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MP Veteran Ralph Gates Participates in Honor Flight

MP Veteran Ralph Gates Participates in Honor Flight

Manhattan Project veteran Ralph Gates at the National World War II Memorial

On April 22, 2016, Atomic Heritage Foundation (AHF) staff were privileged to meet with Manhattan Project veteran Ralph Gates at the National World War II Memorial as he participated in a Utah Honor Flight program.

Gates served in the Army as a member of the Special Engineer Detachment at Los Alamos, NM. He was thrilled at the opportunity to come to DC and visit the World War II Memorial and other memorials on the National Mall. His guardian was his friend Craig Sherman, a Vietnam War veteran.

Gates and Sherman flew out from Utah on April 21. Sherman said that when the World War II veterans walked through the airport, people spontaneously stood up and applauded as they passed by. He said witnessing that was incredibly moving.

The Honor Flight events in DC began with a ceremony at the World War II Memorial, which AHF staff attended. The ceremony included a Color Guard, a wreath ceremony, a soldier playing Taps on the bugle, and a group photograph. Afterwards, the veterans were free to tour the memorial.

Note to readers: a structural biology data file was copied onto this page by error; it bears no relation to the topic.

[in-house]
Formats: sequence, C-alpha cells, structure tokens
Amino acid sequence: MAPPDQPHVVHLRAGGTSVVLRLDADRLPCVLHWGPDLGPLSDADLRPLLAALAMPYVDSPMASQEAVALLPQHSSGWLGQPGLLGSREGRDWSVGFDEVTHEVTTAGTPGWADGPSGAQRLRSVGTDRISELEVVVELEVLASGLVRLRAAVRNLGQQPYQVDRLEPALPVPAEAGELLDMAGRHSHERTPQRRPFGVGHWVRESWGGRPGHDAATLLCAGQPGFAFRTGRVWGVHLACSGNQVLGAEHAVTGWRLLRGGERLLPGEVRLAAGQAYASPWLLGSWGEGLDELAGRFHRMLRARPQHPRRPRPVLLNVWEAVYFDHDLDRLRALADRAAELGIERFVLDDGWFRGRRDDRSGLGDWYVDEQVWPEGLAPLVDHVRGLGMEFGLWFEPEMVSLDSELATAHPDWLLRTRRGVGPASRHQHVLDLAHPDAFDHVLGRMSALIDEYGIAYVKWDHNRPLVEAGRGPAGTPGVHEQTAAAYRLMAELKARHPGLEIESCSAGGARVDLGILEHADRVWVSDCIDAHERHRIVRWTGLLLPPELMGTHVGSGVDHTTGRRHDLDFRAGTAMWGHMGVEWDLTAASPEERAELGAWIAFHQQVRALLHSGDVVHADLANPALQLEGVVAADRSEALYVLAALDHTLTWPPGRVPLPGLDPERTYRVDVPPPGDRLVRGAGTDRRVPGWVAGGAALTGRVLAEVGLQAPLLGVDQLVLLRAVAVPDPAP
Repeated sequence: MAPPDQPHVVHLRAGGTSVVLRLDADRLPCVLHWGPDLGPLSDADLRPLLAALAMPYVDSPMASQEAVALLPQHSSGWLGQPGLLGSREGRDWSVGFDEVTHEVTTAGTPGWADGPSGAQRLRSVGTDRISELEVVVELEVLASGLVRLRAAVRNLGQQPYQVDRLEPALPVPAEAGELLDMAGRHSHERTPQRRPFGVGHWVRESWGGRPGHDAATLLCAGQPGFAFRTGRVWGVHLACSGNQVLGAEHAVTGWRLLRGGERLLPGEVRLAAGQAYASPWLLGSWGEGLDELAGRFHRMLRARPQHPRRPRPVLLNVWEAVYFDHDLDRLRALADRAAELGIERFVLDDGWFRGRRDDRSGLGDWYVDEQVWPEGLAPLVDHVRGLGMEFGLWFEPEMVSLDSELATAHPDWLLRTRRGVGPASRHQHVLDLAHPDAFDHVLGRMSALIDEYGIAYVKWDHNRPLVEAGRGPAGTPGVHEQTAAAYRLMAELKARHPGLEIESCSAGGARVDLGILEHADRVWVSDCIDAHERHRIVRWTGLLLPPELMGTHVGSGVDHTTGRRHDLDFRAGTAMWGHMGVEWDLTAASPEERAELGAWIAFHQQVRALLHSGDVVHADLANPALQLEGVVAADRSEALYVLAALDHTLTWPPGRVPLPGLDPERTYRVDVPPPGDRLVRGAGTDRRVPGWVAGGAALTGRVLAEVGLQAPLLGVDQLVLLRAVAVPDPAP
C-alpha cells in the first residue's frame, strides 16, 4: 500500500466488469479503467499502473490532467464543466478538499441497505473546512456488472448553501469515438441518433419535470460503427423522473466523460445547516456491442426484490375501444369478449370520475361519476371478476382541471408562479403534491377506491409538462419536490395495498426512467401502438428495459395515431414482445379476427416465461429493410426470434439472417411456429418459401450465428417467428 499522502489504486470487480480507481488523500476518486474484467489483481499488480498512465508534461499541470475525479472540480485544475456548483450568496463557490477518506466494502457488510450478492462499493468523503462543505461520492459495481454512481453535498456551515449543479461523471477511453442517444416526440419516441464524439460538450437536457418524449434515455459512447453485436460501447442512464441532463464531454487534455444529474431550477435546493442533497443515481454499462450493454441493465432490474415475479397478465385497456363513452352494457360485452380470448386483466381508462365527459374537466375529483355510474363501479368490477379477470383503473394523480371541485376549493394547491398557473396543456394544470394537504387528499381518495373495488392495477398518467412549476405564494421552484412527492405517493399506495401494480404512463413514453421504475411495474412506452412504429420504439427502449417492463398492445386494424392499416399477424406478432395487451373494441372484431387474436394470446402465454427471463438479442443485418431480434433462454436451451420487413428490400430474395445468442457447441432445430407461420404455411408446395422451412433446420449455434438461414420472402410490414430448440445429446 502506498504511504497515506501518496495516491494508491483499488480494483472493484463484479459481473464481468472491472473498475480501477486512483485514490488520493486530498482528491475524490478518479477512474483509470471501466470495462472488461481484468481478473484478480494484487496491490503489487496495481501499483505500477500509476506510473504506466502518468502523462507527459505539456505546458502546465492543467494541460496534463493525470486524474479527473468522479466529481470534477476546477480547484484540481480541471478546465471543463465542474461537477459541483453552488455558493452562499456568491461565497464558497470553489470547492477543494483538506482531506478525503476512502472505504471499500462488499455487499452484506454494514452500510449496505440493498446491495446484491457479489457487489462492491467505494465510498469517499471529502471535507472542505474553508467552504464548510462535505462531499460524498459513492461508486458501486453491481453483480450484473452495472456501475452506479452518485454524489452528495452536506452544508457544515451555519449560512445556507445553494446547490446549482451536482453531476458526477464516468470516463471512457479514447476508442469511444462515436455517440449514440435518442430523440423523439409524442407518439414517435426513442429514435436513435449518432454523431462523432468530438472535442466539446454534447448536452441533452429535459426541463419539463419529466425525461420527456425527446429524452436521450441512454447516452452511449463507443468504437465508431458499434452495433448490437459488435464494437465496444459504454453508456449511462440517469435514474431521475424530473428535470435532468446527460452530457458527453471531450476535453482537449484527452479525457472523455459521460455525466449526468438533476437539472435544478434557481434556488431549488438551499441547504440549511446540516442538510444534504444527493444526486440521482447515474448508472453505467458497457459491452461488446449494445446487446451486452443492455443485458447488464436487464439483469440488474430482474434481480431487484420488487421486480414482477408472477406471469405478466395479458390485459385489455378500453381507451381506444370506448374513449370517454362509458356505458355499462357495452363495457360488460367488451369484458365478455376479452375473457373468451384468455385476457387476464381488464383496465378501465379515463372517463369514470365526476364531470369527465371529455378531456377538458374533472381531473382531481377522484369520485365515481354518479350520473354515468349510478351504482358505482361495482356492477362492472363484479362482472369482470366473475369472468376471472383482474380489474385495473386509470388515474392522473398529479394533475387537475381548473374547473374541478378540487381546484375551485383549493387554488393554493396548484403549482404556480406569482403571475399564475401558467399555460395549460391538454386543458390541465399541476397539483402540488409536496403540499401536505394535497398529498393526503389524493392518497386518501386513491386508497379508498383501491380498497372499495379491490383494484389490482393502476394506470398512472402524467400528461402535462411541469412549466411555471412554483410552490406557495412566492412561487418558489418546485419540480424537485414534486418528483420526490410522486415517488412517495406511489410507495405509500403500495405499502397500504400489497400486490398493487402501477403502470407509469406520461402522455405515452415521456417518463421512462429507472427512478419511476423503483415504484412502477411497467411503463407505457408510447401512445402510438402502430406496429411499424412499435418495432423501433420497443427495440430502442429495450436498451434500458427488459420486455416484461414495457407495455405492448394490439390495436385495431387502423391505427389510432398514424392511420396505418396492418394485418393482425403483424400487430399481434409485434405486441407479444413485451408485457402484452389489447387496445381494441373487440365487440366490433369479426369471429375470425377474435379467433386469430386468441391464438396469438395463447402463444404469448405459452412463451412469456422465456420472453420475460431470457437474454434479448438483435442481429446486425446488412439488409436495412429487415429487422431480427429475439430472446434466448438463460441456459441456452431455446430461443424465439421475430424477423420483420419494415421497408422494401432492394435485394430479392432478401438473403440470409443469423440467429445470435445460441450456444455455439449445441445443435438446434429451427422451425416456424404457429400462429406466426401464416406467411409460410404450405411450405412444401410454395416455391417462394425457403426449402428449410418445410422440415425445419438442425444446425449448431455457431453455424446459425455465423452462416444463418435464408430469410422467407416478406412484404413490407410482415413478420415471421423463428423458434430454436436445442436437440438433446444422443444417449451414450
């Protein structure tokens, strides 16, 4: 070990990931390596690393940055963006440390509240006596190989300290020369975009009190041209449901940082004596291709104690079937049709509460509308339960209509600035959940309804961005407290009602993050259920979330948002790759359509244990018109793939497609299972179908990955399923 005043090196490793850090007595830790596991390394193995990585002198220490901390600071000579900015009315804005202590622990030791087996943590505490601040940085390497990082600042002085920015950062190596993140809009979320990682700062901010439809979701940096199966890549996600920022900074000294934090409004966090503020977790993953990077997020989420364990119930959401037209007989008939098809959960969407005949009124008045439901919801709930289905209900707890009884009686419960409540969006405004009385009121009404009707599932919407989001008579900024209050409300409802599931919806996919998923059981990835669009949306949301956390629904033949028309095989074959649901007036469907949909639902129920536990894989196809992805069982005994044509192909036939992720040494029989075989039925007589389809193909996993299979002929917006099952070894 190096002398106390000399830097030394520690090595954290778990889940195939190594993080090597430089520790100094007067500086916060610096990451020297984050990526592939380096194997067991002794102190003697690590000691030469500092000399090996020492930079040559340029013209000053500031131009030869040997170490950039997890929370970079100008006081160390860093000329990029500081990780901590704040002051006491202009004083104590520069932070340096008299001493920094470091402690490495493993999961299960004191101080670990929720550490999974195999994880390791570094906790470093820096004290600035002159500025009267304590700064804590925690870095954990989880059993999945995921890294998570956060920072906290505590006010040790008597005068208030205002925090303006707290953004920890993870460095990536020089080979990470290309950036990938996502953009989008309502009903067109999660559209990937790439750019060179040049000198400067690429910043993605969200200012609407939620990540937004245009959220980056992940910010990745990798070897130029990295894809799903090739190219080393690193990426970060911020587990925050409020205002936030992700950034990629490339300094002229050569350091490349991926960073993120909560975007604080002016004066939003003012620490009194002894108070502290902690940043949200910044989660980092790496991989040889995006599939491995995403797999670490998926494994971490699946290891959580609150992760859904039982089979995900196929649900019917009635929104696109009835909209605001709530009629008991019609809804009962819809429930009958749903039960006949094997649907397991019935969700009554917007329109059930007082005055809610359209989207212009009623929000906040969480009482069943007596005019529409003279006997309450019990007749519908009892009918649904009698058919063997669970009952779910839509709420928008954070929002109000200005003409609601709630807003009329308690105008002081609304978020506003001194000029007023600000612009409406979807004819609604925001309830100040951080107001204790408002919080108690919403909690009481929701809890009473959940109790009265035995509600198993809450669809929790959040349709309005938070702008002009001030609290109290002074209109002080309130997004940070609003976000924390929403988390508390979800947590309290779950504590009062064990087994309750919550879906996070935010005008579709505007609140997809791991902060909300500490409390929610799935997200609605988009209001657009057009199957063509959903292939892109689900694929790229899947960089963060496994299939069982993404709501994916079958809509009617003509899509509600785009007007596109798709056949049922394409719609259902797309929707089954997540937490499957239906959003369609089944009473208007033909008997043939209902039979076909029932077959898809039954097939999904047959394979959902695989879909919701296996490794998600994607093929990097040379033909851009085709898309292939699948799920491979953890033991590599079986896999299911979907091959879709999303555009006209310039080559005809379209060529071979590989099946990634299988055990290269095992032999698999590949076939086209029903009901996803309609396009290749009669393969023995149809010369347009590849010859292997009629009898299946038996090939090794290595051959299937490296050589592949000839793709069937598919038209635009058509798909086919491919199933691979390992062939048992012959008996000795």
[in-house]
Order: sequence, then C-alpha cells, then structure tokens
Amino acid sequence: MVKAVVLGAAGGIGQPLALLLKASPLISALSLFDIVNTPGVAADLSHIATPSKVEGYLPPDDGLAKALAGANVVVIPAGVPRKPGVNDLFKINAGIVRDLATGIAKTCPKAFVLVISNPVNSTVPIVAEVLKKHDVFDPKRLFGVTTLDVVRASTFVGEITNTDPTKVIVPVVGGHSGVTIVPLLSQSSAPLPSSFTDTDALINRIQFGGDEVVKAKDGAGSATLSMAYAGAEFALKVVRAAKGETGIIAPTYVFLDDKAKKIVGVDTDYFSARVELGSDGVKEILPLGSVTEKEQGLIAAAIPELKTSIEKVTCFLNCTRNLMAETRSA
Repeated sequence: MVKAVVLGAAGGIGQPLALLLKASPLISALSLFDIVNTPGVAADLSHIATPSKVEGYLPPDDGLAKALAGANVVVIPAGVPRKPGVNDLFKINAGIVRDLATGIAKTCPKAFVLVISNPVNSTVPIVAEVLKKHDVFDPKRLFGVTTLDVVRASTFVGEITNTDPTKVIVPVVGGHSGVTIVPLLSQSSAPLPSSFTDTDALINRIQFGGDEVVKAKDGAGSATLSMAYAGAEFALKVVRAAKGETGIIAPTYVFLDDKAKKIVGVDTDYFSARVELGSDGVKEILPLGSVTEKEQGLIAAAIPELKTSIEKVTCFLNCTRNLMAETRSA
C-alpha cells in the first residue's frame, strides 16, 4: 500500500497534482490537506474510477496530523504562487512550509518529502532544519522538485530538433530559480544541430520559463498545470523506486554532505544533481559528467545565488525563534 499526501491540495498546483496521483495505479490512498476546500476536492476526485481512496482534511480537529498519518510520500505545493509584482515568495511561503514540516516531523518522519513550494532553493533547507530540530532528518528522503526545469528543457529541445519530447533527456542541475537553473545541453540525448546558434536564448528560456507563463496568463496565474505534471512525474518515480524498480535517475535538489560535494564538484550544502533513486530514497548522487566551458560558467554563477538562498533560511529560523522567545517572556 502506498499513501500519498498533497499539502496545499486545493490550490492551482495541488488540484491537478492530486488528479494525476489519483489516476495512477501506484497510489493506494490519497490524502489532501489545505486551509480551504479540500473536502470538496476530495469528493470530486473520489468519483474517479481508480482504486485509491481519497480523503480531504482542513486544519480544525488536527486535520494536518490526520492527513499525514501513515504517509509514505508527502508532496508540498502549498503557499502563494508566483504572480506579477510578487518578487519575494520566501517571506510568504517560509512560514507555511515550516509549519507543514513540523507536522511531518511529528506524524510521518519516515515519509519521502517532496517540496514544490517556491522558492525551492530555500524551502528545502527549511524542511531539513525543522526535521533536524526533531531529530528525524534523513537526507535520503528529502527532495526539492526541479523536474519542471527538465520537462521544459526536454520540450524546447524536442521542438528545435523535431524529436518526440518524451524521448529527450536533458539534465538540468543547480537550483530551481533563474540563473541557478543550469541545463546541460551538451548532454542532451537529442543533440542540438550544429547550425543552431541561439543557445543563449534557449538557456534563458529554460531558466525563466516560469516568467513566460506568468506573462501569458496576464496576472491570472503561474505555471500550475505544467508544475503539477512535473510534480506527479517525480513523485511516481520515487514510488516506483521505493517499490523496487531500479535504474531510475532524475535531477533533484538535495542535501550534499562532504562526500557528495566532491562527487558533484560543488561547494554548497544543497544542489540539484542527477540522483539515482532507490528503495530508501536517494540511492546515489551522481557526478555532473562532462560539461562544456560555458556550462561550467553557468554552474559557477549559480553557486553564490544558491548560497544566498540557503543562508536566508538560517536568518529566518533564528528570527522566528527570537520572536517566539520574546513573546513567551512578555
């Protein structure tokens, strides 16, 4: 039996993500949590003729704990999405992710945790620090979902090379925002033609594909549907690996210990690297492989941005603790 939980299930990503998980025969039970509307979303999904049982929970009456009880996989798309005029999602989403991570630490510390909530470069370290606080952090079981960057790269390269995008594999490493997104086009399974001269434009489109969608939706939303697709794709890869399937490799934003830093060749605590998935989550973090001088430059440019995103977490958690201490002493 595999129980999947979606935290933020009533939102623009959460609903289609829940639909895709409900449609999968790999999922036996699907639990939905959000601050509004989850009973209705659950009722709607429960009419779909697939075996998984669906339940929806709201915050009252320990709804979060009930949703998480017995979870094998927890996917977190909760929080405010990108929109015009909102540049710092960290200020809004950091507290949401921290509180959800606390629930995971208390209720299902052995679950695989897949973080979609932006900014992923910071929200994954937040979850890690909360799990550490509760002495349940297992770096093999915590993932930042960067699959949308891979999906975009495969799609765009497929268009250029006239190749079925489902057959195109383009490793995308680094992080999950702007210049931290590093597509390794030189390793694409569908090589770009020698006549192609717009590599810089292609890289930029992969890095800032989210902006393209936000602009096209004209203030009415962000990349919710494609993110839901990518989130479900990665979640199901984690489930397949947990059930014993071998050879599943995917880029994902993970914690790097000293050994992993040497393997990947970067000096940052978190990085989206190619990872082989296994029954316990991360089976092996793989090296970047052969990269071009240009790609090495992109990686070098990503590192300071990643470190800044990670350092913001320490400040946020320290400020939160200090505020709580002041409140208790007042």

Bugle player playing Taps at the Honor Flight ceremonySeveral people came up to Gates and thanked him profusely for his service, and asked him where he had served. Gates explained that he had worked on the Manhattan Project, and how challenging the project was. One person remarked that the “Greatest Generation” certainly lived up to its name. Gates modestly responded, “We are not the greatest generation. The greatest generation is the one that is coming up, that will prevent us from getting into the next war.” He also discussed the importance of remembering World War II and the Manhattan Project, and preserving this history for future generations. He was very encouraged by the establishment of the Manhattan Project National Historical Park in 2015.